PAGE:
Does adding transversus thoracic muscle plane block reduce pain following mastectomy?

“For all the happiness mankind can gain, 

Is not in pleasure, but from rest from pain.” – John Dryden

Addition of transversus thoracic muscle plane block to pectoral nerves block provides more effective perioperative pain relief than pectoral nerves block alone for breast cancer surgery. DOI:

Enhanced Abstract:

Background. The pectoral nerves (PECS) block cannot block the most internal mammary region, whereas a transversus thoracic muscle plane (TTP) block can. The combination of PECS and TTP blocks may be suitable for anterior chest surgery. This study includes patients undergoing mastectomy to assess whether the combination of PECS and TTP blocks provides better analgesia than PECS block alone.

Methods. Seventy adult female patients undergoing unilateral mastectomy under general anaesthesia were randomly allocated to receive either the combination of PECS block plus TTP block (PT group, n=35) or the PECS block only (C group, n=35). The primary outcome measure was visual analog scale pain score. Secondary outcomes were the sensory level loss confirmed by cold tests and additional analgesic drugs within 24 h after the operation.

Results. The visual analog scale pain scores were lower in the PT group than the C group (P<0.0001). The use of postoperative additional analgesic drugs was also lower lower in the PT group than that in the C group (P<0.0003). In the majority of patients in the PT group, sensory loss was confirmed in both the anterior and the lateral branches of thoracic nerves (Th2–6) but there was no sensory loss on anterior branches for PEC only block (P<0.0001). There were no drop outs in the study. All the patients recruited in the study were included in the conclusion.

Conclusion. Compared with PECS block alone, the combination of PECS and TTP blocks provides better effective perioperative pain relief for breast cancer surgery.

Analysis and thoughts.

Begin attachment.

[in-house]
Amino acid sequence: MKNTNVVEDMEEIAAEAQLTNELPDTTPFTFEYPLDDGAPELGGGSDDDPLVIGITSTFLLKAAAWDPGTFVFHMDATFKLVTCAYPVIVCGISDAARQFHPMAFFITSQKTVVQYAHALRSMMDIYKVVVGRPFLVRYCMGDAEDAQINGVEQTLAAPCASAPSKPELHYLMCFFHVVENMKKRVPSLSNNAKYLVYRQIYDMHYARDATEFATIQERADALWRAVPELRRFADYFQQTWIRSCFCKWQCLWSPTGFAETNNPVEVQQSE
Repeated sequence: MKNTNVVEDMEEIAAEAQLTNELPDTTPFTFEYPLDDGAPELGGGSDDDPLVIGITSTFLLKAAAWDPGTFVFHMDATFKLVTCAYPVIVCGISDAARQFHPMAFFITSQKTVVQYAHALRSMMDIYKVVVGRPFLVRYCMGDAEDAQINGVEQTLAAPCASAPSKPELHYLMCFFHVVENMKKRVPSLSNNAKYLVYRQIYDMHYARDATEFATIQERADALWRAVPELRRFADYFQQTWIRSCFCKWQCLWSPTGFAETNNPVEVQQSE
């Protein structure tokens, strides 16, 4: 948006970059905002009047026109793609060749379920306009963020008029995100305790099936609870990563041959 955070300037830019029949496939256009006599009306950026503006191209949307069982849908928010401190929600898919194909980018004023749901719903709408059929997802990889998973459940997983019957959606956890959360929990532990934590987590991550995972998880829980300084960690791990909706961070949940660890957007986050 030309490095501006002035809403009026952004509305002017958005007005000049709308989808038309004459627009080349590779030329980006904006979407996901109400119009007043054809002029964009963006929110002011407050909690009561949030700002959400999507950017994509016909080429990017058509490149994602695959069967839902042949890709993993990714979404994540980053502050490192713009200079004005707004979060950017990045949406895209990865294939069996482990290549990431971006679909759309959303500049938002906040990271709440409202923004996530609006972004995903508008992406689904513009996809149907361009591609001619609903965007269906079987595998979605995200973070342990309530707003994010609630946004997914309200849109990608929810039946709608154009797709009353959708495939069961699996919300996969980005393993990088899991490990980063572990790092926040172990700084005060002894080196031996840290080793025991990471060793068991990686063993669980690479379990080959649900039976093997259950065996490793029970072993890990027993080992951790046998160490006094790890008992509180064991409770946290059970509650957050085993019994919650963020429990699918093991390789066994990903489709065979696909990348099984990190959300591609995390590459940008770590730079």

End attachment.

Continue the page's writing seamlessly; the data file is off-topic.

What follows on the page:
1. Focus of the trial was clear and there were well defined primary and secondary outcomes.
  2. Both the groups were similar at the start of the trial and were treated in the same way except for the difference in the block they received.
  3. Technically, the study had adequate sample size and statistical analysis in terms of tests and methods was meticulous.
  4. All the possible relevant clinical outcomes were considered.


  1. The method of randomisation was not stated.
  2. Blinding was not stated at all. Robust randomisation and blinding are particularly important in studies like this in which the outcome measure is subjective.
  3. It was not clear who performed the blocks. Like any other clinical skill, PECS and TTP blocks have a learning curve. There potentially could be an operator’s bias if different people of varied skill levels perform these procedures making one group worse than other.
  4. Standard deviation (SD) for VAS score (40 mm) was derived from the pilot cases which were very few in number (8 cases) to give more realistic SD

My take on this study:

  1. There is growing evidence of relationship between breast cancer recurrence and opioid use. Hence it would be nice to have a regional anaesthetic technique at hand to limit opioid requirements.
  2. There is also some evidence that regional blocks may reduce incidence of post mastectomy chronic pain (nearly 20% cases developed chronic pain).
  3. Chest wall blocks are more peripheral and can be safer than epidural, para-vertebral in terms of nerve damage and pleural punctures.
  4. To employ this technique in my practice and locally there is a need for acceptance and hands-on training.
  5. TTP block being a very new introduction to the list of volume blocks needs further review of its risk benefit analysis but PEC blocks have been shown to be effective in many studies and can be employed for most of the breast operations effectively.

Summary by Dr Kunal Joshi

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